Dr Roumpakis shared some insights from comparative social policy, citing research into family as a welfare recipient. “How much money and support do families receive, especially if you compare different welfare states?” he asked. Dr Roumpakis noted the pioneering work carried out by Jonathan Bradshaw, professor of social policy at the University of York, who developed child benefits packages for different family types.
The idea of the “care diamond”, a mixed approach to welfare, was also discussed. Family policy, gender, and care are big themes in the literature on the subject, and the idea that family, along with, or instead of, the state, is one of the welfare providers is a salient topic. When we need childcare, or when we need elderly care, family can act as provider. “We all need care sometimes, so it is important. Somebody else has to provide the care, and this could be shared between state, community and family. There is a lot of debate about who is delivering the care, and lot of debate about the genderisation of care,” he said. At the same time, there is talk of the “care diamond” being extended in some countries.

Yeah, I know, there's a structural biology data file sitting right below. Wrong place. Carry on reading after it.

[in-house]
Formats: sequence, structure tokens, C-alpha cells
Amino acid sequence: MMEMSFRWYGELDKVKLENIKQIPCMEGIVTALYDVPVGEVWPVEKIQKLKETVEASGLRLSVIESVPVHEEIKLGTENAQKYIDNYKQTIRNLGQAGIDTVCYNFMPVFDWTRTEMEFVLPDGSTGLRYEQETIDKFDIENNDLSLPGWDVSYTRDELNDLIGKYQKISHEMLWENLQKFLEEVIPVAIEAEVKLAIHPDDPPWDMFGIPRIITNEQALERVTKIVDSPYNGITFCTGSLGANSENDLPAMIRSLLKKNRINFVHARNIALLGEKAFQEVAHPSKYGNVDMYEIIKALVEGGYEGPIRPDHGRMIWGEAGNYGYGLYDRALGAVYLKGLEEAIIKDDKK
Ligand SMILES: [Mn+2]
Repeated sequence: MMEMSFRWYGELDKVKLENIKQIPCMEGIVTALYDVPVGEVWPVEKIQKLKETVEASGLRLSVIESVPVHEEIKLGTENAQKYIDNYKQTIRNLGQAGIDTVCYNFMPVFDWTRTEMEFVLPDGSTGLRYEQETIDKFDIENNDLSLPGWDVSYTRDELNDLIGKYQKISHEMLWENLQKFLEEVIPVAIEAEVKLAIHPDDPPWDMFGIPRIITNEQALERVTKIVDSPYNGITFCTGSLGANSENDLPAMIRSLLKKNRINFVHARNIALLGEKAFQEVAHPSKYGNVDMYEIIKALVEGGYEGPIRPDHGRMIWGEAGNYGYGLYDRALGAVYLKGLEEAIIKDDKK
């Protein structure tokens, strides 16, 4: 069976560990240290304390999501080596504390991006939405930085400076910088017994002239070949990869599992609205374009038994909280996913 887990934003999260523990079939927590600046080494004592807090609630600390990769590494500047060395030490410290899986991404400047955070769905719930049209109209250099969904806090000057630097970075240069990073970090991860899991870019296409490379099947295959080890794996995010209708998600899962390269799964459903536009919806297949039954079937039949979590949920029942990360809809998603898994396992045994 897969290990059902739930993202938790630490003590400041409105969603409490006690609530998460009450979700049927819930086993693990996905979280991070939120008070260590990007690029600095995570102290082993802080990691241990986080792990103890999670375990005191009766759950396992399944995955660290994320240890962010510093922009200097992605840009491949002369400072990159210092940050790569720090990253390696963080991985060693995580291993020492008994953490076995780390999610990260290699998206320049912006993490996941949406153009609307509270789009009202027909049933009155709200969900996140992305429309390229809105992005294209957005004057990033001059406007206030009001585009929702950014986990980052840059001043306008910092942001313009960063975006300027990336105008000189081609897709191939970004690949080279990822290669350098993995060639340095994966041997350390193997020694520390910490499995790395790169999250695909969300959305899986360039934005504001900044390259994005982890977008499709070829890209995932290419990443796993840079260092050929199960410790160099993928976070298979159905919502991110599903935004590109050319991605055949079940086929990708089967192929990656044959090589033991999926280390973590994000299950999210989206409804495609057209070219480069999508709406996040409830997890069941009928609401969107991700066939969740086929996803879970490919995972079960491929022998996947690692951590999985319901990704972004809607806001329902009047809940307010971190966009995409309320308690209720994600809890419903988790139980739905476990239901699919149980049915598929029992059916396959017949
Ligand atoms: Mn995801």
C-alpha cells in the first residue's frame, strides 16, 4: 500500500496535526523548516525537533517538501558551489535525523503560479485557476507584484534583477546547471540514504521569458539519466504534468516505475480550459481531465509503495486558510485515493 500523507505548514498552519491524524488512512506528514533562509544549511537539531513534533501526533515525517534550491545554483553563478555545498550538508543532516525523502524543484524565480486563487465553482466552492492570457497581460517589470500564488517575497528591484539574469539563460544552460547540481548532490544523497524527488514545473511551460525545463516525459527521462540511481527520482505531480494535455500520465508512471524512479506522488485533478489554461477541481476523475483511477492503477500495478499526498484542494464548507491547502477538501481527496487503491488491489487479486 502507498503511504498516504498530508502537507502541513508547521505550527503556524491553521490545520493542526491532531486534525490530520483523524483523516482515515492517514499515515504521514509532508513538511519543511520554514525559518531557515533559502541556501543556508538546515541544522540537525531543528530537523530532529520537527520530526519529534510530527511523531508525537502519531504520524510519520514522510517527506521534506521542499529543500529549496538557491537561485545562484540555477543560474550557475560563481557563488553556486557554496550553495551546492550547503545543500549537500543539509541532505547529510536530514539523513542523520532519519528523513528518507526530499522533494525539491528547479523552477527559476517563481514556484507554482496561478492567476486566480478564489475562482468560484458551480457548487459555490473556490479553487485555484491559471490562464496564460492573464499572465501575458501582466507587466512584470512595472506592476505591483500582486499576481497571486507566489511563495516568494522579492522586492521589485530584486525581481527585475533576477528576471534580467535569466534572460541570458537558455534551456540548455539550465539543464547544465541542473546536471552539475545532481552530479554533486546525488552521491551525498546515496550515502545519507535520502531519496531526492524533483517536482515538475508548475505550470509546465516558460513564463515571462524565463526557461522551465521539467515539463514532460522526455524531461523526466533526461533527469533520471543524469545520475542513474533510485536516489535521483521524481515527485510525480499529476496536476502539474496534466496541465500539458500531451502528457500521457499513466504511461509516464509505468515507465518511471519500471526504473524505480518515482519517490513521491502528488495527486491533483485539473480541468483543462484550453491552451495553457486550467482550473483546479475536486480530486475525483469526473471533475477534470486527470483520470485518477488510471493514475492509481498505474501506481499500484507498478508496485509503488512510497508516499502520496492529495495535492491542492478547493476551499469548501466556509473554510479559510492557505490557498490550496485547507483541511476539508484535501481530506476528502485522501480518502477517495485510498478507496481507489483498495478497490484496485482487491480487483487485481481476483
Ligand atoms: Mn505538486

Family also acts as a social absorber, said Dr Roumpakis. If something goes wrong in your life, you might live with your family for a while. Or your family might support you by giving you the deposit for buying a home, or renting your home, or some useful emotional support. Family plays a big role, he said.
This is especially true in Asia and Southeast Asia, said Dr Roumpakis. In the absence of a substantial welfare state in these regions, the family takes a lot of responsibility when it comes to absorbing risks. Welfare is expanding quite quickly in many East Asian and South East Asian states, but established culture plays a big role. “But at the same time, the importance of family is not going away, it’s not being replaced,” said Dr Roumpakis. “Scholars like to think that all countries can be like the Nordic countries – that is, everyone can rely on a well-organised and efficient modern state bureaucracy and state delivery of welfare goods. But I think that is the exception. I think they have managed to do it because of unique historical reasons. I didn’t think everyone can replicate the Swedish welfare institutions, for instance.” Dr Roumpakis said.